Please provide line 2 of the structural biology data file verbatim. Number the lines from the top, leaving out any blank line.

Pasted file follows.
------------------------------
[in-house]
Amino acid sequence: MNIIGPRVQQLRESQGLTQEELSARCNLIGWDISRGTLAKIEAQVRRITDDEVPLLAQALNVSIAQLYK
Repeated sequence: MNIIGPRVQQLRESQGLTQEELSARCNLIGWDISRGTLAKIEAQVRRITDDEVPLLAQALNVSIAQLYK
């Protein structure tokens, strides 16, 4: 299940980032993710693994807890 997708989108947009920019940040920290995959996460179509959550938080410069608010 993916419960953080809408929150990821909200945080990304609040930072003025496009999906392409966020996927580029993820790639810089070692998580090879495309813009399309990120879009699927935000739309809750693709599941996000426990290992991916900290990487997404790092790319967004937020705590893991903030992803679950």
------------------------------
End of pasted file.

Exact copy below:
Amino acid sequence: MNIIGPRVQQLRESQGLTQEELSARCNLIGWDISRGTLAKIEAQVRRITDDEVPLLAQALNVSIAQLYK